This page is from the Modern Language Association’s web site. It lists the MLA’s authorized guidelines for citing internet sources. The guidelines include fourteen items to consider when citing a source from the internet and are followed by several examples. Teachers of all subjects may find this site useful in guiding students to use the internet in their research papers and homework.
This site, subtitled “the ultimate physics resource,” has well-developed sections for physics references, societies, job listings, and publications, plus links to national and international physics departments, new software releases, and physics news. You can also subscribe to PhysLINK’s Quotations mailing list for a weekly quote by eMail.
NAEYC is the nation’s largest organization of early childhood professionals, and its web site offers a wealth of information, news, and public policy issues to anyone who works with young children. Topics of interest include “Helping children cope with violence,” “Fostering kindness in the classroom,” and “Encouraging independence in young children.”
Created by Tech Corps along with the National Cable Television Association, webTeacher is a free, self-paced internet tutorial that offers both basic and in-depth information to educators. Topics include eMail, video conferencing, chat rooms, web page design, internet safety, and curriculum material research. You can choose from any topic and explore at your own pace. Because the site is interactive, you can apply what you’ve learned immediately through online exercises and activities.
Sponsored by WestEd, this site should supply anything you need to know about distance learning. The site includes research reports, articles, examples of successful K-12 distance education programs, resources for planning your own program, even information about distance learning grants. There’s also a Distance Teaching Resource Guide and a list of college and K-12 courses taught online through other institutions.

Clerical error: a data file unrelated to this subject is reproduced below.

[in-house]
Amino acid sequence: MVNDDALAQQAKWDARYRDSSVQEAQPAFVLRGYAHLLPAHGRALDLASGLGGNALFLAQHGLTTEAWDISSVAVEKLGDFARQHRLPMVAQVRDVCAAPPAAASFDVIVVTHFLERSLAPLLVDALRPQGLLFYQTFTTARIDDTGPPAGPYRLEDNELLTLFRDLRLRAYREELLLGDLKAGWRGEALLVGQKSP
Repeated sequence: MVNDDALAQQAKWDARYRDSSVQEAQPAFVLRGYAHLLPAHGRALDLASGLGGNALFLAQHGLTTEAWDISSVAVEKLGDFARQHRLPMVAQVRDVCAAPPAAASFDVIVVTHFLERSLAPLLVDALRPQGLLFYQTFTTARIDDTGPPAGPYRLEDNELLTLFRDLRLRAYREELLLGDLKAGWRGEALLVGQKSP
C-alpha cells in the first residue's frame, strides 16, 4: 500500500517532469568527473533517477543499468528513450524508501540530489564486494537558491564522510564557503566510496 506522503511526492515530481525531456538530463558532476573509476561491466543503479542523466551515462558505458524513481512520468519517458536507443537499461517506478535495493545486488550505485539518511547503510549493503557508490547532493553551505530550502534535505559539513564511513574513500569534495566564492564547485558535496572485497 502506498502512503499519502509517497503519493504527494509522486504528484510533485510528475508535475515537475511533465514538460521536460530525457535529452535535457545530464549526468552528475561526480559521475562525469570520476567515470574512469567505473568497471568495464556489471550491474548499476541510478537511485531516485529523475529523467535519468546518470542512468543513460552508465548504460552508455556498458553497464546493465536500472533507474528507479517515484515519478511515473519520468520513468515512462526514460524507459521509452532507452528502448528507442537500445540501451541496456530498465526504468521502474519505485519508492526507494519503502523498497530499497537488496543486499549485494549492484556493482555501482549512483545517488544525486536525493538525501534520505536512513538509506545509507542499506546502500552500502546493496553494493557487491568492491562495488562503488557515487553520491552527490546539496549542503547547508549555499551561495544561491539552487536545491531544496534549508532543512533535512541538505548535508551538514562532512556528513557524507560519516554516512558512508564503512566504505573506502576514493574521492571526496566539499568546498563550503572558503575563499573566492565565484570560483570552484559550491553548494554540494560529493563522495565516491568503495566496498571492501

This NASA-funded site explores earth and space sciences through topics like “Our Planet,” “Our Solar System,” “Space Missions,” “People,” and “Data.” The site boasts a vast array of images, animations, and data. A section called “Headline Universe” features space science news, such as a story about Eileen Collins, the first female space shuttle commander. A “Teacher Resources” section includes classroom activities based on the Jupiter Galileo mission and lesson plans for creating weather phenomena like clouds and lightning in your classroom.
This is a great site for all sorts of K-12 science lessons and experiments. The lessons are grouped by subject and grade level. Many are set up to answer questions, like “Why does my voice sound different on a tape recorder?” or “How does a bicycle and its rider stay upright?” Other highlights include “Fun with Liquid Nitrogen,” where students can make ice cream in minutes using liquid nitrogen, plus cooking with solar energy, making toothpaste, rigging a burglar alarm, and DNA fingerprinting
Sponsored by Gale Research, this site was constructed in honor of National Poetry Month in April but will remain active indefinitely. The site features biographies and a representative poem from each of 24 authors, including Shakespeare, Yeats, Poe, Frost, and Eliot. Each poem includes a line-by-line explication, as well as links to critical interpretations describing how the poem fits into the larger body of the poet’s works. Other features of the site include a timeline of milestones in the history of poetry and suggestions for classroom activities.
Created by Michael Quinion, this site is the ultimate resource for lovers of the English language. “Turns of Phrase” is a section devoted to words and phrases too new to appear in a dictionary, like “upsizing” or “millenium bug.” “Topical Words” takes words making recent headlines, like “impeach” and “organic,” and explores their origins and histories of usage. “Weird Words” is a playful section that dusts off and examines archaic words from the Oxford English Dictionary, such as “humdudgeon”Ðan imaginary illness. “Articles about the English language” is a collection of essays on various topics, including “The Full Monty: Where the Film Title Came From,” and “Chosen Words: the Language of Elections.” Teachers can use this site to engage students in an exploration of their language and how it evolves over time.
In honor of the centennial of the Library of Congress’s Manuscript Division, its staff has selected more than 90 original documents for display on this site. The documents span four centuries and include the very first telegraph message, written in Samuel Morse’s own handwriting and sent on May 24, 1844; Alexander Bell’s initial sketches for the design of the telephone; and a poem written by Helen Keller at age 13. Documents are grouped by categories such as “The Presidency,” “Military Affairs,” and “Arts and Literature,” and you can also browse them chronologically or perform keyword searches.